IS Case 283: Pneumopericardium

Neal Young, MD

Imaging Sciences URMC 2009
Publication Date: 2009-08-05


Patient is a 51 year-old male with a history of bulbous lung disease and emphysema. Eight months before this exam, he was involved in a motor vehicle accident and suffered several rib fractures, but no pneumopericardium was visualized at the time of trauma. Now he presented with worsening dyspnea.


Figure 1 demonstrates air outlining the heart border, bulbous disease and chronic interstitial disease and Figure 2 from a contrast enhanced CT demonstrates a large pneumopericardium with shift of the heart to the right. Left-sided bulla and pulmonary fibrosis are also noted.




Pneumopericardium, usually has a traumatic etiology (penetrating, surgical, fistula, Bertram). Pneumopericardium consists of free air tracks from ruptured alveoli along provincial vascular sheaths toward the chillum of the lung. From there, it extends proximally within the mediastinum.

While rarely leading to clinically significant complications, diminished cardiac output because of direct cardiac compression or reduced venous return can be life threatening. When extensive subcutaneous and mediastinal gas is present, airway compression may also occur.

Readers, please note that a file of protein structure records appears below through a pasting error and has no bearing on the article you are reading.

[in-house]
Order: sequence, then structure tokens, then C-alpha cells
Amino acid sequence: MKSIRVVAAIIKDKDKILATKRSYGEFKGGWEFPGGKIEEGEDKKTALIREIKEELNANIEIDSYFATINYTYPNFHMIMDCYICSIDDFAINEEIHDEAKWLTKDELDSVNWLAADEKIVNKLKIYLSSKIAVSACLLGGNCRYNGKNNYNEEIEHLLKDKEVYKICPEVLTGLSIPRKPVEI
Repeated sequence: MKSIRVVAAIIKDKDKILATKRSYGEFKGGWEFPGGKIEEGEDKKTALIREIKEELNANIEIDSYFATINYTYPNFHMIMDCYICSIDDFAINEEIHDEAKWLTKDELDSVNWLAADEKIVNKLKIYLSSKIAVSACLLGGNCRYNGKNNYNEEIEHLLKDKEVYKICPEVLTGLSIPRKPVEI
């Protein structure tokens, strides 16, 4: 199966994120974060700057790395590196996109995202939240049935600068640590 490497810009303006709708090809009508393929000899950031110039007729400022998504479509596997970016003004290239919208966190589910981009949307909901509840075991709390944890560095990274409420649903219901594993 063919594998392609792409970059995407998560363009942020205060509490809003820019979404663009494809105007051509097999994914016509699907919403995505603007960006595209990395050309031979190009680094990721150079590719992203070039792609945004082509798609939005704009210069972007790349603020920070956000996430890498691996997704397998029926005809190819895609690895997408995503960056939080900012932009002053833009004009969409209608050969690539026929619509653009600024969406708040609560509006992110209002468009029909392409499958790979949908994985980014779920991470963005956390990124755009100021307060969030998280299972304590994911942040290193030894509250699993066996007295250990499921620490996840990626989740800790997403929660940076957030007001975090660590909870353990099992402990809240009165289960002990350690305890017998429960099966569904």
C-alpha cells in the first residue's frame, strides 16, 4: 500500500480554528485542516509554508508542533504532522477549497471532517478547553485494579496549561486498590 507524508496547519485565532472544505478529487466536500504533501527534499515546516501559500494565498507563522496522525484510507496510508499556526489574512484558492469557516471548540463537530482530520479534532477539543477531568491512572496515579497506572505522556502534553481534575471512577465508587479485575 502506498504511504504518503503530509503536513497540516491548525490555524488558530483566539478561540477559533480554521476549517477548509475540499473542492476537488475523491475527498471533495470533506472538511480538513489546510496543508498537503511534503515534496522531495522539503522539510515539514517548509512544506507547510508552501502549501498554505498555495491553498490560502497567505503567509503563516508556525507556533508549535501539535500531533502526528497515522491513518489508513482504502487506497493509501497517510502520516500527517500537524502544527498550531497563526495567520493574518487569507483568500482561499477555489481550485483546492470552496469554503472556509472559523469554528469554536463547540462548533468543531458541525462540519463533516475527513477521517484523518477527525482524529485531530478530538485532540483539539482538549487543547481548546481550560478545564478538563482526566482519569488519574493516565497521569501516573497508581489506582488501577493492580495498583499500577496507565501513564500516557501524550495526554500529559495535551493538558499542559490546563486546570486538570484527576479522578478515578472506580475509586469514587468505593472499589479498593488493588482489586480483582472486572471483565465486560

In pneumopericardium air is confined to a gas collection outlining the left ventricle, right atrium, or both if large enough, but does not extend above the mid-ascending aorta. Compression of the superior vena cava or right ventricular cavity are signs of tension pneumopericardium.


  1. Zylak CM, Standen JR, Barnes GR, Zylak CJ. Pneumomediastinum revisited. Radiographics. 2000 Jul-Aug;20(4):1043-57. PMID: 10903694 [PubMed]
  2. Newcomb AE, Clarke CP. Spontaneous pneumomediastinum: a benign curiosity or a significant problem?. Chest. 2005 Nov;128(5):3298-302. PMID: 16304275 [PubMed]

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